In local supply, rice bran and broken rice are obtained from the rice industry and there is approximately 5 million tons of rice bran from the rice milling industry, most of which is used for feed. Unlike rice bran, which is used only as a feed ingredient, broken rice is used in a relatively small volume given its strong competitiveness with exported rice. Post estimates about 500,000 tons of small broken rice is used for feed each year. Similarly, despite a gigantic production volume of cassava (more than 10 million tons yearly), feed use for cassava has strong competition with exported cassava, local industrial use and the biofuel industry. As a result, the volume of cassava for feed use is only about 1.8-2.0 million tons during CY 2014-2016 period.

Imported feed wheat accounts for about 20-25 percent of total imported wheat in recent years. However, the import volume can be increased greatly when wheat prices become competitive with corn import prices. Wheat then becomes an alternative as a source of energy ingredients.

While Vietnam can supply more than 75 percent of its demand for energy source feed ingredients, it relies heavily on imported protein sources (soybean, soybean meal, meat and bone meal, fish meal…). Currently, Vietnam focuses on expanding corn and soybean planted area to minimize the yearly imports. However, it seems that corn is preferable in terms of government policy for expanding its planted area.

Imports of finished feed are estimated at about 1.5 million tons per year. Home-made feed is estimated based on the main ingredients, mainly from local supply sources, such as corn, rice bran, broken rice, and cassava. However, the actual volume of home-made feed includes other local vegetable sources and various kinds of food waste.

Estimate of supply of feed ingredients for Vietnam feed industry (unit: million tons)

CY 2014

CY 2015

CY 2016

Import(1)

9.35

9.50

9.65

Soybean Meal

3.70

3.75

3.80

Corn

2.00

2.00

2.00

DDGS

0.50

0.50

0.50

Feed wheat

0.50

0.55

0.60

Other meal/bran

1.00

1.00

1.00

Others (MBM, FM, …)

1.65

1.70

1.75

Local supply (2)

12.50

13.00

13.50

Corn

5.20

5.60

6.00

Rice bran

5.00

5.00

5.00

Broken rice

0.50

0.50

0.50

Cassava

1.80

1.90

2.00

Imported feed (3)

1.50

1.50

1.50

Grand Total (4)

23.35

24.00

24.65

Manufactured feed (5)

14.70

15.60

16.50

Home-made feed (6)*

7.15

6.90

6.65

*: (6) = (4)-(3)-(5); Source: Post's estimate

WHEAT

Vietnam's Production, Supply and Demand for Wheat

Wheat Vietnam

2013/2014

2014/2015

2015/2016

Market Year Begin: May 2013

Market Year Begin: May 2014

Market Year Begin: May 2015

USDA Official

New Post

USDA Official

New Post

USDA Official

New Post

Area Harvested

0

0

0

0

0

Beginning Stocks

264

264

400

321

321

Production

0

0

0

0

0

MY Imports

2,158

2,033

2,100

2,100

2,200

TY Imports

2,158

2,033

2,100

2,100

2,200

TY Imp. from U.S.

162

162

0

270

300

Total Supply

2,422

2,297

2,500

2,421

2,521

MY Exports

172

126

160

150

150

TY Exports

172

126

160

150

150

Feed and Residual

350

350

400

400

450

FSI Consumption

1,500

1,500

1,550

1,550

1,550

Total Consumption

1,850

1,850

1,950

1,950

2,000

Ending Stocks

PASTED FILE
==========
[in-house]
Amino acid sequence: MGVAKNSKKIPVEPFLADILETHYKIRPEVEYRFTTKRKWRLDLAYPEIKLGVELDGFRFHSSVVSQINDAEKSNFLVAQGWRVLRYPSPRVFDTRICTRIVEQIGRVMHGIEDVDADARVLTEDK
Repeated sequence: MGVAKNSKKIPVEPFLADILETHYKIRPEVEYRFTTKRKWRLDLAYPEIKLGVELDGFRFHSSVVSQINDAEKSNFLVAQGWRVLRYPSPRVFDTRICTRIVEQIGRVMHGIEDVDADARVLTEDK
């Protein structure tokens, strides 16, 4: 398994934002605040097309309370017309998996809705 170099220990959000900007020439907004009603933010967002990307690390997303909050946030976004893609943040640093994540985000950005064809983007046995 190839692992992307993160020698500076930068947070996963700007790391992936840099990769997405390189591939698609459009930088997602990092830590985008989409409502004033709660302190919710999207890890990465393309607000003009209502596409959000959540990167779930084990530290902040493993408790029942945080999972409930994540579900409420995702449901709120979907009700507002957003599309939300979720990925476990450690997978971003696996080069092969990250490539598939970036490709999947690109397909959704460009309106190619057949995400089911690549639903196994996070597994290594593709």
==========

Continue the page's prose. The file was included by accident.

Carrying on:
400

321

390

321

371

Total Distribution

2,422

2,297

2,500

2,421

2,521

1000 HA, 1000 MT, MT/HA

Vietnam's Wheat Imports

Import Trade Matrix

Country

Vietnam

Commodity

Wheat

Units: Metric Tons

Time Period

Jul-Jun

July – Feb*

Imports for:

2013/2014

2014/2015

U.S.

162,000

U.S.

263,320

Others

Others

Argentina

0

Argentina

0

Australia

1,414,031

Australia

757,584

Black Sea

99,885

Black Sea

0

Brazil

0

Brazil

127,354

Canada

110,632

Canada

82,856

Russia

43,703

Russia

16,358

India

105,586

India

21,289

Pakistan

0

Pakistan

0

Total for Others

1,773,837

1,005,441

Others not Listed

96,353

108,877

Grand Total

2,032,190

1,377,638

PRODUCTION

Vietnam does not produce wheat.

CONSUMPTION

The MY 2014/2015 wheat consumption is estimated at 1.95 million tons, a 100,000-ton increase from MY 2013/2014 due to the likely increase of both the milling wheat and feed wheat on the market (50,000 tons of each kind).

The MY 2015/2016 wheat consumption is forecast to slightly increase due to the greater demand for feed wheat following the growth of the feed industry, mostly for aqua feed.

The Marketing year (MY) 2013/2014 wheat consumption is revised at 1.85 million tons, unchanged with USDA's official MY 2013/2014 estimate.

Wheat is the second staple food (after rice) for Vietnamese who live in the big cities of Vietnam, consumed in many forms of wheat based food; Of the traditional wheat based food, Chinese noodles and instant noodles account for the largest share of wheat flour consumption in Vietnam, at 40-50 percent. Bread/baguette production consumes about 35-40 percent, and about 10-25 percent is used for other baked goods and wheat-based foods. The growth of the noodle and baked goods industries is the driving factor for the growth of milling wheat consumption.

Unlike feed wheat, which has fluctuating consumption levels depending on many factors, milling wheat has an increasing trend in the pace of urbanization and consumers becoming more familiar with the usage of convenience food, in recent years, and, increased sophistication and exposure to the Western lifestyle and Western food products. Wheat-based foods, therefore, are being increasingly consumed in Vietnam, in place of the rice-based diet that still dominates Vietnamese cuisine. The increased presence of fast food chains coming into Vietnam, such as McDonalds, Dunkin Donuts, and Burger King, etc., is also a key factor in boosting the use of wheat based food. The use of wheat based food, however, is still limited to big cities. The level of increased consumption of milling wheat, therefore, is still moderately small or unchanged. There is increased use of more high quality wheat for higher quality wheat based products introduced in the western food outlets. The demand for U.S. wheat, which is considered as premium quality wheat, therefore, is increasing steadily. Overall, total demand for milling wheat is ranging from 1.50 to 1.55 million tons per year.